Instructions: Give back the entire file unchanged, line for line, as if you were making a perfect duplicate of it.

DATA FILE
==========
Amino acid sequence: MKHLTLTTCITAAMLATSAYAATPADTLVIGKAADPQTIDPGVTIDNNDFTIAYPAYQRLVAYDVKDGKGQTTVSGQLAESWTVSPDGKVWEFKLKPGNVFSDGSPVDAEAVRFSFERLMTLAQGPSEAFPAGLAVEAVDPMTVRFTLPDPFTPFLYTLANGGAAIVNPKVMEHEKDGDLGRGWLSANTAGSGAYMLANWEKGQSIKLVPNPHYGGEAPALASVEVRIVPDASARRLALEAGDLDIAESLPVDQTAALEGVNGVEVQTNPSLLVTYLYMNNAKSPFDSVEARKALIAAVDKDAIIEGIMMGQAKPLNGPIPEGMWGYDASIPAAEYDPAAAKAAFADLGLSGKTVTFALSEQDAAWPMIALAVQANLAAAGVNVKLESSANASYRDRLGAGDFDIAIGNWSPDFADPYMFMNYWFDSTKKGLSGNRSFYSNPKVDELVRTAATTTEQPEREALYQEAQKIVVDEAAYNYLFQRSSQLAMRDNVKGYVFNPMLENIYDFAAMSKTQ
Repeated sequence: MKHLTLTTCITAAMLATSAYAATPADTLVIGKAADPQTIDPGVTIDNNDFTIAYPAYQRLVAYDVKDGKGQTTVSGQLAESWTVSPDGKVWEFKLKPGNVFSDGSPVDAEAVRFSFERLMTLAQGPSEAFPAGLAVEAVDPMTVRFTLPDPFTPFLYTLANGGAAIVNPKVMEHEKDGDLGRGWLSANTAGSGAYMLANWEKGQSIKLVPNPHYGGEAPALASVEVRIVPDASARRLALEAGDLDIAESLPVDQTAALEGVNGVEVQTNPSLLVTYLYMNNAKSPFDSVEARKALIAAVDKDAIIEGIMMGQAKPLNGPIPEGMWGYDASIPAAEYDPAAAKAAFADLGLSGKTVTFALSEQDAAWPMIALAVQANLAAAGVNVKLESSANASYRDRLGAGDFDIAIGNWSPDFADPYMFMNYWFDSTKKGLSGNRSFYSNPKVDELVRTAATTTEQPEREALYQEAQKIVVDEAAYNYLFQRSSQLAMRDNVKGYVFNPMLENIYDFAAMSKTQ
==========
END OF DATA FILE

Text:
Amino acid sequence: MKHLTLTTCITAAMLATSAYAATPADTLVIGKAADPQTIDPGVTIDNNDFTIAYPAYQRLVAYDVKDGKGQTTVSGQLAESWTVSPDGKVWEFKLKPGNVFSDGSPVDAEAVRFSFERLMTLAQGPSEAFPAGLAVEAVDPMTVRFTLPDPFTPFLYTLANGGAAIVNPKVMEHEKDGDLGRGWLSANTAGSGAYMLANWEKGQSIKLVPNPHYGGEAPALASVEVRIVPDASARRLALEAGDLDIAESLPVDQTAALEGVNGVEVQTNPSLLVTYLYMNNAKSPFDSVEARKALIAAVDKDAIIEGIMMGQAKPLNGPIPEGMWGYDASIPAAEYDPAAAKAAFADLGLSGKTVTFALSEQDAAWPMIALAVQANLAAAGVNVKLESSANASYRDRLGAGDFDIAIGNWSPDFADPYMFMNYWFDSTKKGLSGNRSFYSNPKVDELVRTAATTTEQPEREALYQEAQKIVVDEAAYNYLFQRSSQLAMRDNVKGYVFNPMLENIYDFAAMSKTQ
Repeated sequence: MKHLTLTTCITAAMLATSAYAATPADTLVIGKAADPQTIDPGVTIDNNDFTIAYPAYQRLVAYDVKDGKGQTTVSGQLAESWTVSPDGKVWEFKLKPGNVFSDGSPVDAEAVRFSFERLMTLAQGPSEAFPAGLAVEAVDPMTVRFTLPDPFTPFLYTLANGGAAIVNPKVMEHEKDGDLGRGWLSANTAGSGAYMLANWEKGQSIKLVPNPHYGGEAPALASVEVRIVPDASARRLALEAGDLDIAESLPVDQTAALEGVNGVEVQTNPSLLVTYLYMNNAKSPFDSVEARKALIAAVDKDAIIEGIMMGQAKPLNGPIPEGMWGYDASIPAAEYDPAAAKAAFADLGLSGKTVTFALSEQDAAWPMIALAVQANLAAAGVNVKLESSANASYRDRLGAGDFDIAIGNWSPDFADPYMFMNYWFDSTKKGLSGNRSFYSNPKVDELVRTAATTTEQPEREALYQEAQKIVVDEAAYNYLFQRSSQLAMRDNVKGYVFNPMLENIYDFAAMSKTQ